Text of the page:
MORE THAN four in five companies expect already-heightened tax risks to accelerate over the coming two years, EY has found.
A survey of 830 tax and finance executives in 25 countries, including 44 respondents from the UK, found companies view the potential lack of co-ordination by national governments around the OECD’s Base Erosion and Profit Sharing (BEPS) project as a major risk.
In particular, the risk of double-taxation arising from limited co-ordination on BEPS and potential unilateral actions by nations was a concern raised by almost a third of businesses.
That sentiment was echoed by around a third of British companies.
“International companies share the OECD’s concern that coordinated action by national governments is necessary to ensure any BEPS-related recommendations are productive.” said EY head of tax policy Chris Sanger. “The OECD can play an invaluable role in preventing what it has called a ‘global tax chaos’ that results in double taxation and increased controversy by pressing for common approaches and consistent standards.”
Away from the OECD, 68% reported that they feel tax audits have become more aggressive in the last two years, up from 57% in 2011 when the survey was last conducted. The news media has also been an even bigger driver of tax-related reputation risk, with 89% of the largest companies concerned about news media coverage of taxes, up from 60% three years ago.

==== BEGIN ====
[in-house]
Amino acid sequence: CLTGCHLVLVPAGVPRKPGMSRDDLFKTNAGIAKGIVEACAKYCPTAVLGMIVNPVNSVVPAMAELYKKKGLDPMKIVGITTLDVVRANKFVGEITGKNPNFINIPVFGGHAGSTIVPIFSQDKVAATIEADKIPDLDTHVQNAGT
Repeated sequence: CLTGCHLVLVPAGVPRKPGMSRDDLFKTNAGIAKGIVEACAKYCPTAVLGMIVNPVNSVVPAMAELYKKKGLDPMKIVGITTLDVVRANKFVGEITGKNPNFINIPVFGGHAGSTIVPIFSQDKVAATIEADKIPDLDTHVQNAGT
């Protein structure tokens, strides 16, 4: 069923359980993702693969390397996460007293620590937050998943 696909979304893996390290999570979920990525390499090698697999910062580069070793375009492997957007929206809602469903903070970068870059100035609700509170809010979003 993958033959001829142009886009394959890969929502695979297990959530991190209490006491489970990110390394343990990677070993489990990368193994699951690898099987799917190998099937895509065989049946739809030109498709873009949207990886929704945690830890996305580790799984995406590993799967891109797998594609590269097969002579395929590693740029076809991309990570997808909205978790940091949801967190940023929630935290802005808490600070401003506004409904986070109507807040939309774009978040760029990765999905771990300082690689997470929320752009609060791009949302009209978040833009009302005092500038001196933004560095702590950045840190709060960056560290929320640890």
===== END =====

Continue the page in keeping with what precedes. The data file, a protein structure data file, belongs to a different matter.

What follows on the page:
The ATT had previously expressed concern that the legislation was overly complex and created unnecessary complications within the practical working of the new allowances
Introduced in 2013 to encourage R&D investment, the scheme allows UK businesses to pay only 10% corporation tax on profits derived from any UK or certain EU patents
Yet, KPMG’s annual survey shows that the UK is still an attractive place to do business, despite falling in rankings in tax competitiveness and FDI appeal
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